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Aquilegia canadensis (Canadian or Canada columbine, eastern red columbine, wild columbine) is an herbaceous perennial native to woodland and rocky slopes in eastern North America, prized for its red and yellow flowers. It readily hybridizes with other species in the genus Aquilegia.

Aquilegia canadensis
Wild Columbine.jpg

Secure (NatureServe)
Scientific classification edit
Kingdom: Plantae
Clade: Angiosperms
Clade: Eudicots
Order: Ranunculales
Family: Ranunculaceae
Genus: Aquilegia
A. canadensis
Binomial name
Aquilegia canadensis
  • Aquilegia australis Small
  • Aquilegia canadensis f. albiflora House
  • Aquilegia canadensis subsp. americana Rapaics
  • Aquilegia canadensis var. aurea Opret
  • Aquilegia canadensis var. australis (Small) Munz
  • Aquilegia canadensis var. canadensis
  • Aquilegia canadensis var. coccinea (Small) Munz
  • Aquilegia canadensis f. ecalcarata Livingston
  • Aquilegia canadensis var. flaviflora (Tenney) Britton
  • Aquilegia canadensis f. flaviflora (Tenney) Britton ex House
  • Aquilegia canadensis f. flaviflora (Tenney) Britton
  • Aquilegia canadensis f. gartneri (Borbás) Rapaics
  • Aquilegia canadensis var. hybrida Hook.
  • Aquilegia canadensis var. latiuscula (Greene) Munz
  • Aquilegia canadensis var. longistyla Regel
  • Aquilegia canadensis var. phippenii J.Rob.
  • Aquilegia canadensis f. phippenii (J.Rob.) Ralph Hoffm.
  • Aquilegia canadensis var. vera Brühl
  • Aquilegia canadensis var. violacea Nutt.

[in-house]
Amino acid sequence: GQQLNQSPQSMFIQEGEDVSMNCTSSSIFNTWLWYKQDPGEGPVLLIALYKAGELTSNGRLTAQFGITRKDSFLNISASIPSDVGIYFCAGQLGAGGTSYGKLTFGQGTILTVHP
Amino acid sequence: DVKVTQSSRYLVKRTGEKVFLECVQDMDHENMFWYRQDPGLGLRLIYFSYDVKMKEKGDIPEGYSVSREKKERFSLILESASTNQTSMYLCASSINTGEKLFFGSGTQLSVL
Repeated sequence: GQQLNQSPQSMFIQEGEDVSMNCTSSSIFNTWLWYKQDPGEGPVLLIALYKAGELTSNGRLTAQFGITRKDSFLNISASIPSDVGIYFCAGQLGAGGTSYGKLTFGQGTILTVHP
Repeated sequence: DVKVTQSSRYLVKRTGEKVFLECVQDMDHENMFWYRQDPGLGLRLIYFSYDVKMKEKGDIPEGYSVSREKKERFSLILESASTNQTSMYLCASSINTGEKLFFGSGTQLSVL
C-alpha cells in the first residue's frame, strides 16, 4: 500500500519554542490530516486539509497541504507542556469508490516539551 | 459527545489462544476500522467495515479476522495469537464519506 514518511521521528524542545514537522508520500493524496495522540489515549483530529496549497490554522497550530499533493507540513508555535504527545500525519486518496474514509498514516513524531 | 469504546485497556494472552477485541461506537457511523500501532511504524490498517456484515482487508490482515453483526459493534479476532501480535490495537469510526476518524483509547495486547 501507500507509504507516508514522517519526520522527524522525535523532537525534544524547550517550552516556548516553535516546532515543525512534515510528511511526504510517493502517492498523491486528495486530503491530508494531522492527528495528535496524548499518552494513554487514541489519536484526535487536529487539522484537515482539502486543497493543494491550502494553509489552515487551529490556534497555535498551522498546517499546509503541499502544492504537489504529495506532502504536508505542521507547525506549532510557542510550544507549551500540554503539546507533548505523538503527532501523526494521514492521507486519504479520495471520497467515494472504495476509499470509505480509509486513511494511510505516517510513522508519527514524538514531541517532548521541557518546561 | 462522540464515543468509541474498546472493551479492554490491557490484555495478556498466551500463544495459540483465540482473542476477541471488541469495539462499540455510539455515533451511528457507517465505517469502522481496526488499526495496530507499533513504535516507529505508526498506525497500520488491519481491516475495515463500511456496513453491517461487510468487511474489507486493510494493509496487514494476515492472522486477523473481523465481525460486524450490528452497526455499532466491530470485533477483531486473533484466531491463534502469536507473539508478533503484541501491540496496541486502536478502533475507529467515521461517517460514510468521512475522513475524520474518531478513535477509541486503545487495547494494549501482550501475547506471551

• Aquilegia coccinea Small
  • Aquilegia elegans Salisb.[1]
  • Aquilegia eminens Greene
  • Aquilegia flaviflora Tenney
  • Aquilegia latiuscula Greene
  • Aquilegia phoenicantha Cory
  • Aquilegia variegata Moench



Height is 15–90 cm (6–35 in). Leaves are lobed and grouped in 3s, growing from the base and off the flowering stems. Flowers are 1-2 inches long and have yellow petals with a red spur and red sepals. They appear in late spring, nodding on stems above the leaves. The round end of the spur contains nectar, which is sought by butterflies and hummingbirds.

The caterpillars of Columbine Duskywing (Erynnis lucilius) feed on the leaves.


The plant is easily propagated from seed and blooms the second year. It is relatively long lived in the garden. It grows well in shade, and in sun with proper moisture.

The plant has gained the Royal Horticultural Society's Award of Garden Merit.[2]

The cultivar 'Little Lanterns' is half the height of the species.


Native American tribes[which?] used various parts of red columbine in herbal remedies for ailments such as headache, sore throat, fever, rash caused by poison ivy, stomatitis, kidney and urinary problems, and heart problems.[3] Native American men also rubbed crushed seeds on their hands as a love charm.[4]


Canada columbine contains a cyanogenic glycoside, which releases poisonous hydrogen cyanide when the plant is damaged.[5]


USA (AL, AR, CT, DC, DE, FL, GA, IA, IL, IN, KS, KY, MA, MD, ME, MI, MN, MO, MS, NC, ND, NE, NH, NJ, NY, OH, OK, PA, RI, SC, SD, TN, TX, VA, VT, WI, WV), Canada (MB, NB, ON, QC, SK)

Wetland Indicator StatusEdit

Regions 1-5: Facultative Equally (FAC) likely to occur in wetlands or non-wetlands (estimated probability 34%-66%).

  • Region 6: Facultative Wetland (FACW) Usually occurs in wetlands (estimated probability 67%-99%), but occasionally found in non-wetlands.



  1. ^ Salisb. Prodr. Stirp. Chap. Allerton 374 1796
  2. ^ "RHS Plant Selector - Aquilegia canadensis". Retrieved 7 July 2013.
  3. ^ "Red Columbine" (PDF). PLANTS Database. United States Department of Agriculture Natural Resources Conservation Service. Retrieved 12 June 2016.
  4. ^ "Aquilegia canadensis". NPIN: Native Plants Database. Lady Bird Johnson Wildlife Center. Retrieved 12 June 2016.
  5. ^ Edible and Medicinal Plants of Minnesota and Wisconsin. Matthew Alfs. Old Theology Book House. 2001. p. 99.

External linksEdit